Boosting housing supply, tackling affordability, and safeguarding the city against natural disasters are the Government’s priorities to ensure a strong future for Tweed.
Minister for Planning and Minister for Homes Anthony Roberts said the updated Tweed Regional City Action Plan 2036 will help shape future growth over the next 15 years and strengthen resilience in the face of climate change.
“This blueprint includes 60 actions to maximise Tweed’s potential and ensure it’s a more connected city brimming with homes, jobs, investment, natural beauty and vibrant public spaces,” Mr Roberts said.
“The plan identifies how to boost the supply of dual occupancies, terraces, and family-friendly apartments at different price points, including more social and affordable housing.
“It also includes actions to support residents impacted by natural disasters or emergencies such as the recent flooding that has devastated Australia’s east coast.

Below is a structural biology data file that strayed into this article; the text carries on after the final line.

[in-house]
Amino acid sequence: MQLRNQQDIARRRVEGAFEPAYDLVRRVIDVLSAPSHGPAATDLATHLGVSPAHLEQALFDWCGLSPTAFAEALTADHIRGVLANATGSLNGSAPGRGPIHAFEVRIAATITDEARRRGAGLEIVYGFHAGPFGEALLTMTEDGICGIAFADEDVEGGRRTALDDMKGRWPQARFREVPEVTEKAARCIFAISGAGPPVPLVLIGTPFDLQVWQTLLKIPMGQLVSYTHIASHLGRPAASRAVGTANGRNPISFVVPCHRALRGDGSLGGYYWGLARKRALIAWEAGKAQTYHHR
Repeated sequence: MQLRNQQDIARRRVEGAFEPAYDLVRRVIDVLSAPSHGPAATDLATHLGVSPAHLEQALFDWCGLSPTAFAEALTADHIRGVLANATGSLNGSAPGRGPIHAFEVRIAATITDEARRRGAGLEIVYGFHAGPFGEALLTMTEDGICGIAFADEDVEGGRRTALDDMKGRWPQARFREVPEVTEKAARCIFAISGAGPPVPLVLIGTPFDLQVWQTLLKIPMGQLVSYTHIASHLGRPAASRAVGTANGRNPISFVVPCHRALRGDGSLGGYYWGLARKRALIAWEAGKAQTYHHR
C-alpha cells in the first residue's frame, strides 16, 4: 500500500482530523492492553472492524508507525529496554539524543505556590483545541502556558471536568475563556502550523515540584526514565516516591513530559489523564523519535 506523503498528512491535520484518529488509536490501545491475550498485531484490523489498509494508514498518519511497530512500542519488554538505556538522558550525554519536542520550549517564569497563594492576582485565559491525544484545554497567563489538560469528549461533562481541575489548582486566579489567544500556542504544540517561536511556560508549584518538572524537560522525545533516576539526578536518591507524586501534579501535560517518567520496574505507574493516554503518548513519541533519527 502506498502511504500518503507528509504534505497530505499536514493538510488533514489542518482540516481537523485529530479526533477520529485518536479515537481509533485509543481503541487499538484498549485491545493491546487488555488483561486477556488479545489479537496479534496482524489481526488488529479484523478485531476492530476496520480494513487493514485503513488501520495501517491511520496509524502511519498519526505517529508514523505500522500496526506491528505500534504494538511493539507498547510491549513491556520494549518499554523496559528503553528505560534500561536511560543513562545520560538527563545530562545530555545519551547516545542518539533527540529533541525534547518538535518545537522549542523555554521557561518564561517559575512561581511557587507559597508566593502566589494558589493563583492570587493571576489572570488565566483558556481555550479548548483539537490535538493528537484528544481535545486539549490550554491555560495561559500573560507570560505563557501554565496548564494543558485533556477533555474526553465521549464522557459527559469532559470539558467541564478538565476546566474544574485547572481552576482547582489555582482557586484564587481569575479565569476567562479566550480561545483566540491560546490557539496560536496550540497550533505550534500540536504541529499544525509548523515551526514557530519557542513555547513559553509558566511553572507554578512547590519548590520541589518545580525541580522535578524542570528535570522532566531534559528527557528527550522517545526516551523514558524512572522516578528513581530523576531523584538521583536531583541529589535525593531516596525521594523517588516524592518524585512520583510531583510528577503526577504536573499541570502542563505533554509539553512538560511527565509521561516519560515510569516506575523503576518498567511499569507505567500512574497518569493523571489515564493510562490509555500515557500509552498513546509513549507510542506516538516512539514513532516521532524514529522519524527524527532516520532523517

“Losing your home is one of the most heartbreaking experiences. While we can’t bring back homes, we can build resilience by updating flood risk management strategies and increasing the capacity of a pipeline from South East Queensland to Tweed, so we have safe and secure access to drinking water in times of major catastrophes.”
Member for Tweed Geoff Provest said the plan aims to get people out of their cars and onto the pavements by upgrading local streets, public places, and cycleways.
“In collaboration with Tweed Shire Council, we’re going to revamp Jack Evans Boat Harbour, revitalise the nightlife, and fill in the missing links of the iconic Oceanway and Riverway cycle tracks,” Mr Provest said.
“We will plant more trees and increase lighting to encourage exercise and provide a safer and more comfortable journey for walkers and cyclists.
“This plan also includes priorities to improve connections to Gold Coast International Airport, making Tweed an ideal world-class destination for visitors during the Brisbane 2032 Olympics.”
Tweed Shire Mayor Chris Cherry said more than 150 people helped form the final vision by providing feedback during the public exhibition.
“Community input is a vital part of the planning process,” Ms Cherry said.
“There’s nothing better than listening to local knowledge to benefit our city for future generations, and I’m thrilled to watch Tweed fulfil its mission as one of the best places to live, work and play in Australia.”
To view the final plan, visit: Tweed Regional City Action Plan.